How Using The Internet Keeps Our Minds Sharp As We Age
Psychologist Ted Schwaba offers advice on how to use the internet to stave off cognitive decline.
By Mark Travers, Ph.D. | November 1, 2021
A new paper published in Social Psychology and Personality Science suggests that the internet, when used properly, can be a helpful tool to keep people mentally sharp as they age.
I recently spoke with Ted Schwaba, a post-doctoral researcher at the University of Texas Austin and lead author of the research, to discuss these findings in more detail. Here is a summary of our conversation.
What inspired you to investigate the topic of internet use and cognitive engagement in older adults and what did you find?
One of the biggest changes in society over the last few decades has been changes in internet use among older adults. In 2010, only 40% of older adults used the internet. As of 2019, it's almost doubled, at 73%. As a psychologist, these major changes always pique my interest. Why have some older adults suddenly become everyday internet users while others have decided not to learn new technology? And are there any consequences of these changes?
We found that, in a big sample of around 3,000 Dutch older adults, those who scored higher on a variety of cognitive engagement questionnaires also tended to use the internet more frequently than those who were disengaged. And cognitively engaged older adults were especially likely to do things like search on Google. It makes sense that a curious, intellectual person would be especially attracted to use the internet to learn more about the world. But what was very interesting, to us, was how the internet itself seemed to be psychologically divisive. Cognitively engaged older adults watched more online media (like Youtube), but they watched less offline TV. So, it's not just watching a screen that's psychologically important, it's what kind of screen. And cognitively disengaged older adults seem a bit wary of using the internet.
We then investigated whether older adults who increased in their internet usage showed healthier development in cognitive engagement. Older adults who tend to age most gracefully are those who keep active, learn new things, and expand their horizons. We hypothesized that maybe using the internet has helped some older adults stay cognitively engaged as they get older. And we found that older adults who spent more time reading the news and watching media online declined less in one element of cognitive engagement. The only problem was that, as often happens with these real-life studies, the results weren't perfectly cut-and-dry. Older adults who became more frequent users of other internet activities, like searching, emailing, or using social media, weren't any more or less likely to show healthy cognitive engagement development. It's very hard to figure out whether changes in internet use caused changes in cognitive engagement.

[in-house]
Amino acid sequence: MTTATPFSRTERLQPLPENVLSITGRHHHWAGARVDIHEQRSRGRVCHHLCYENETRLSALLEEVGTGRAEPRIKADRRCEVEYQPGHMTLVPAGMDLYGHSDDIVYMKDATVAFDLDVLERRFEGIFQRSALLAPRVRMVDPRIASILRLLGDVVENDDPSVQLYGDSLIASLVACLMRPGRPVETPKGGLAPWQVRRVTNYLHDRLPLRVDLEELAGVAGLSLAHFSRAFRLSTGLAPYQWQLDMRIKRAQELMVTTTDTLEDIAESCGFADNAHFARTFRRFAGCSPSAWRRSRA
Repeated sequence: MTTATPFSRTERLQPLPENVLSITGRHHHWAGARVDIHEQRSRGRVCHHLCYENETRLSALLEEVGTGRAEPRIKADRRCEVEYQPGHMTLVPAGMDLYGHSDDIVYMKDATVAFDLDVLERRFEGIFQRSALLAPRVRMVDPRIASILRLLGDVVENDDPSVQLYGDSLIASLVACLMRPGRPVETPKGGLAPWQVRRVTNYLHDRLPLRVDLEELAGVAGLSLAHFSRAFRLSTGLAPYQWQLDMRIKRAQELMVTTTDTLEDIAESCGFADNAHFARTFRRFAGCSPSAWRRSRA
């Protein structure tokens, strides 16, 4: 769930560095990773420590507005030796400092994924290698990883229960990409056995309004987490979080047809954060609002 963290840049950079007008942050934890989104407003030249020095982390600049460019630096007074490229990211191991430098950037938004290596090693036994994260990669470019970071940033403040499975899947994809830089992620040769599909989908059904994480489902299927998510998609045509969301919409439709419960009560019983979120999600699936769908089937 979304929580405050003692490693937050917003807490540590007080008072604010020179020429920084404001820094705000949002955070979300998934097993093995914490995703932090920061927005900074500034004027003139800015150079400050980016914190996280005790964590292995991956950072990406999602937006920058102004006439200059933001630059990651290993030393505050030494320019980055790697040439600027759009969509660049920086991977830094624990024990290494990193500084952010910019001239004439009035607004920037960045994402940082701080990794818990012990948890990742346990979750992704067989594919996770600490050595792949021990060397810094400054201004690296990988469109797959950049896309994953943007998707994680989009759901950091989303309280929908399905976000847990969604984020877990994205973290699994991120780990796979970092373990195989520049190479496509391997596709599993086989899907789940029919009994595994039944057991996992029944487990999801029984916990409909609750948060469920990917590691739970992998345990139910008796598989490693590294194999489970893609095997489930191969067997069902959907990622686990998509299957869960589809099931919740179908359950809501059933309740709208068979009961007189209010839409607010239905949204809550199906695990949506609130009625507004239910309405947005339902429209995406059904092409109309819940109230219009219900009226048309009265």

We believe that these findings suggest that online media-related activities, like reading the news online, might be good targets for future intervention studies that seek to help older adults stay cognitively engaged.
I should also note that cognitive engagement and intelligence are very different things. Cognitive engagement is about what you do, and how you do it (exploring, learning, wondering, and questioning). Intelligence is a matter of mental "ability" and test scores. They're both important components of a person's health. But, a whole variety of studies have shown that using technology doesn't actually make a person more intelligent. Here, we're just looking at cognitive engagement.
What are the practical takeaways from your research for people looking to stay cognitively engaged as they age?
I think one of the biggest takeaways is that, even though declines in cognitive ability are pretty much inevitable once a person gets older, declines in cognitive engagement aren't. None of us are going to be as quick-witted when we're 80 as when we're 25 (unfortunately). But our daily decisions about what we do — whether we learn to use new technology and try new things or whether we decide to stick with the familiar — can still be impactful. People who keep broadening their horizons even in older age tend to be people who live longer, more meaningful lives. And so that's certainly something to strive for on a day-to-day basis. I'm reminded of the mediocre Jim Carrey movie, Yes Man, where he wasn't allowed to say "no" to anything and it really opened his eyes to a world of possibilities. I think that we can all strive to learn new things a bit more often rather than settling into the tried-and-true.